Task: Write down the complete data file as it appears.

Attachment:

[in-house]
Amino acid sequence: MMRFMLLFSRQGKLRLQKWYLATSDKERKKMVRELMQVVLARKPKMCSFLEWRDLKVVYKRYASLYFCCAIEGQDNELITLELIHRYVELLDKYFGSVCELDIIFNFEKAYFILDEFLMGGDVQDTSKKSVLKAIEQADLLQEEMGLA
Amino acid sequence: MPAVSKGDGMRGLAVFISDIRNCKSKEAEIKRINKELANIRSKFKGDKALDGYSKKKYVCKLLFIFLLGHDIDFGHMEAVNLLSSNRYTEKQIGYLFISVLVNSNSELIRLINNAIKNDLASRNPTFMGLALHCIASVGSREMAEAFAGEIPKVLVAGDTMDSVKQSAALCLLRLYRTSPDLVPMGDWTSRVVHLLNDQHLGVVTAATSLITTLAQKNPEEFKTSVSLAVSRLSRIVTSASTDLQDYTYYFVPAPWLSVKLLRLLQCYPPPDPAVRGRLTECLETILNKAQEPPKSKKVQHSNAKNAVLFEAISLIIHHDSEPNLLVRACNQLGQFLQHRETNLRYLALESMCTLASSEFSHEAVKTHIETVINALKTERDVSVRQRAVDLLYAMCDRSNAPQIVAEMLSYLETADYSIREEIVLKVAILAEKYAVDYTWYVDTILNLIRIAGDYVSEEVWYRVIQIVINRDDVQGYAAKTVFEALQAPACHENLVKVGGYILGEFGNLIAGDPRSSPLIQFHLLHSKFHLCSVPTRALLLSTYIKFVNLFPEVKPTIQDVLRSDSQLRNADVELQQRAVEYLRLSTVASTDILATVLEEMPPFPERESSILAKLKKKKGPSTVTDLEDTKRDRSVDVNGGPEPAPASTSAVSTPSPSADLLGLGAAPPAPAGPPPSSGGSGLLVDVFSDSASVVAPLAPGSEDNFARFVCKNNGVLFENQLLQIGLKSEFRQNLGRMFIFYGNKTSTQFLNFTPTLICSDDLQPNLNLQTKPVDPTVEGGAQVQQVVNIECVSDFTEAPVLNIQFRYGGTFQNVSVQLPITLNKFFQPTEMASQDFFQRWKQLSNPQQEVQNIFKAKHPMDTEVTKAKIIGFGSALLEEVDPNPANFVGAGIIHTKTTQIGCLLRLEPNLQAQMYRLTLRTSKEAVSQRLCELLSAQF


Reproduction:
[in-house]
Amino acid sequence: MMRFMLLFSRQGKLRLQKWYLATSDKERKKMVRELMQVVLARKPKMCSFLEWRDLKVVYKRYASLYFCCAIEGQDNELITLELIHRYVELLDKYFGSVCELDIIFNFEKAYFILDEFLMGGDVQDTSKKSVLKAIEQADLLQEEMGLA
Amino acid sequence: MPAVSKGDGMRGLAVFISDIRNCKSKEAEIKRINKELANIRSKFKGDKALDGYSKKKYVCKLLFIFLLGHDIDFGHMEAVNLLSSNRYTEKQIGYLFISVLVNSNSELIRLINNAIKNDLASRNPTFMGLALHCIASVGSREMAEAFAGEIPKVLVAGDTMDSVKQSAALCLLRLYRTSPDLVPMGDWTSRVVHLLNDQHLGVVTAATSLITTLAQKNPEEFKTSVSLAVSRLSRIVTSASTDLQDYTYYFVPAPWLSVKLLRLLQCYPPPDPAVRGRLTECLETILNKAQEPPKSKKVQHSNAKNAVLFEAISLIIHHDSEPNLLVRACNQLGQFLQHRETNLRYLALESMCTLASSEFSHEAVKTHIETVINALKTERDVSVRQRAVDLLYAMCDRSNAPQIVAEMLSYLETADYSIREEIVLKVAILAEKYAVDYTWYVDTILNLIRIAGDYVSEEVWYRVIQIVINRDDVQGYAAKTVFEALQAPACHENLVKVGGYILGEFGNLIAGDPRSSPLIQFHLLHSKFHLCSVPTRALLLSTYIKFVNLFPEVKPTIQDVLRSDSQLRNADVELQQRAVEYLRLSTVASTDILATVLEEMPPFPERESSILAKLKKKKGPSTVTDLEDTKRDRSVDVNGGPEPAPASTSAVSTPSPSADLLGLGAAPPAPAGPPPSSGGSGLLVDVFSDSASVVAPLAPGSEDNFARFVCKNNGVLFENQLLQIGLKSEFRQNLGRMFIFYGNKTSTQFLNFTPTLICSDDLQPNLNLQTKPVDPTVEGGAQVQQVVNIECVSDFTEAPVLNIQFRYGGTFQNVSVQLPITLNKFFQPTEMASQDFFQRWKQLSNPQQEVQNIFKAKHPMDTEVTKAKIIGFGSALLEEVDPNPANFVGAGIIHTKTTQIGCLLRLEPNLQAQMYRLTLRTSKEAVSQRLCELLSAQF